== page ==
Galleries : Different strokes
"You're too fabulous for Martha's Vineyard," a customer tells Kim Nye as she leaves the Nye gallery in Oak Bluffs. The gallery owner responds, "Martha's Vineyard is fabulous."
It is a telling interaction that indicates the unusual nature of both Ms. Nye and her dramatically appointed gallery on Uncas Avenue.
The Nye Gallery is a vast open space that embodies New York style gallery chic. Although her demeanor is quiet, the space she has created reflects Ms. Nye's bold presence, and as gallery owner, her gallery and the work she represents seem to indelibly thread together. All the details have been considered. Classic songs by Frank Sinatra are typically heard upon entering the gallery, designer chairs stand ready for clients, and tables are stacked with high fashion photography books. And everything is surrounded by the work of notable Island and off-Island artists.
"When you buy art you are making big personal choices," Ms. Nye says. "You are garnering knowledge of people's emotions and understanding different lives and lifestyles."
The work of Islanders Rez Williams and Lucy Mitchell (husband and wife), occupy a regular space in the gallery. Several of Mr. Williams's out-sized, out-spoken paintings of steel New Bedford commercial fishing boats and on display, as are many of Ms. Mitchell's free-standing sculptures made of scrap wood she's collected on the beach or at Gannon & Benjamin and wrapped with paper she has designed.
On Saturday, August 15, the gallery will host an opening for two off-Island artists: Jon Imber and Jill Hoy, each of whom boasts distinct, vibrant styles and an impressive resume. Jill Hoy's figurative works scream of color and hint of social realist principles. Jon Imber's landscapes and floral scenes are both fantastical and gestural.
The location of her gallery just past the hubbub of Circuit Avenue does not affect the art Ms. Nye presents. "The art I have on my wall here is the art I would have anywhere." She picks pieces that she likes to have around her, finding inspiration in the artistic talent she works with.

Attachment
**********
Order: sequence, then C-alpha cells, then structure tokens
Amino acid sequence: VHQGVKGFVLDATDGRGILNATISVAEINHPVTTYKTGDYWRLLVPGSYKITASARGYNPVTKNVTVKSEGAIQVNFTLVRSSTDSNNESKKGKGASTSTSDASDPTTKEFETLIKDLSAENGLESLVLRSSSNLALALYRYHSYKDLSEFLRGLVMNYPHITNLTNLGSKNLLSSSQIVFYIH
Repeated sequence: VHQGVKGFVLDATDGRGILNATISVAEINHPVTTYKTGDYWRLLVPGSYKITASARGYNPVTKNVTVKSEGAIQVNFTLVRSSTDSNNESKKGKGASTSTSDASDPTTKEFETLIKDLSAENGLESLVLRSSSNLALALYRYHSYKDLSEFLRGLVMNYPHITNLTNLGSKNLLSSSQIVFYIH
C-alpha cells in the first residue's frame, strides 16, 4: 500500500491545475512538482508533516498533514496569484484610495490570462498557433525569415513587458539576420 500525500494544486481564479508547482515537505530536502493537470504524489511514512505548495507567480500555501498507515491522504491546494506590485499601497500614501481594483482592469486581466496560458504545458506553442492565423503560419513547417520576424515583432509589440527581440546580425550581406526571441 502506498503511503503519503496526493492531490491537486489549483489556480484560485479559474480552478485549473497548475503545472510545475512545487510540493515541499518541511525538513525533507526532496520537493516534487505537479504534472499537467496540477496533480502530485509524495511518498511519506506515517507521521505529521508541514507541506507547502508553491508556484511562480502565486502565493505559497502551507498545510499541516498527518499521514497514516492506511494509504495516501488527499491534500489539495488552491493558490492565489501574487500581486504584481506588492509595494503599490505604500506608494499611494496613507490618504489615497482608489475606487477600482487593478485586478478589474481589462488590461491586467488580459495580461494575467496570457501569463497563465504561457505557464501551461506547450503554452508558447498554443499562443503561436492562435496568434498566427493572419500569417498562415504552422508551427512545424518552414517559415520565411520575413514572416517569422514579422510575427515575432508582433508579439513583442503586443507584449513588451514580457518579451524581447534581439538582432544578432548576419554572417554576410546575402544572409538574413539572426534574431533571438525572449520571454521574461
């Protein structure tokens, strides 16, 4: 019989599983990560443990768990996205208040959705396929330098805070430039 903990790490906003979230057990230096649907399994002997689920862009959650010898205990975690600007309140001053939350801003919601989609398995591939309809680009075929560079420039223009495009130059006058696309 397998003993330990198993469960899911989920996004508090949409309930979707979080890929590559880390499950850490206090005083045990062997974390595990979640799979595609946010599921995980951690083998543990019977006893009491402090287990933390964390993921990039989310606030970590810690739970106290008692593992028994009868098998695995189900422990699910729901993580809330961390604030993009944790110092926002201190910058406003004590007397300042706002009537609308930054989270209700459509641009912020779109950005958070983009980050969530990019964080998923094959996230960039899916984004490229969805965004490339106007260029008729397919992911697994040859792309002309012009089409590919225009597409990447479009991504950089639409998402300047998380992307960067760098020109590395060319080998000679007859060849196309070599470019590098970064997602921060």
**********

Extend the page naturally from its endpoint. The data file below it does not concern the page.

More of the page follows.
Ms. Nye opened the gallery last year after a high fashion modeling career that spanned 14 years in New York - a city she had always thought she would always call home until an impulsive move to the Island 11 years ago. Although she says had often thought of opening a gallery, it was her Island lifestyle that served as a catalyst. "There is a strong identity here and everything just came naturally," she notes, adding that it just became obvious that she was ready to jump into the gallery business.
"When I came here, I loved that I had a real sense of a tangible working community," she says, and maintains that she finds an edge in the bucolic lifestyle despite its laid-back pace. "There is so much stimulus," she says. "I am constantly aware of its diversity and multiculturalism. Its character makes it feel like a blend, somewhat like a small city."
Despite her gallery's uncanny similarities to a New York gallery and her own New York persona, Ms. Nye insists that she does not try to go against the grain. "If the gallery feels like New York, it's because it's engrained in me," she says. "One place isn't better than the other, I am just doing what I do. I do my job with 100 percent passion."
NYE Gallery, 8 Uncas Ave., Oak Bluffs. Featuring Leslie Baker, Jill Hoy, Jon Imber, Lucy Mitchell, Rez Williams, and others. 508-693-9700.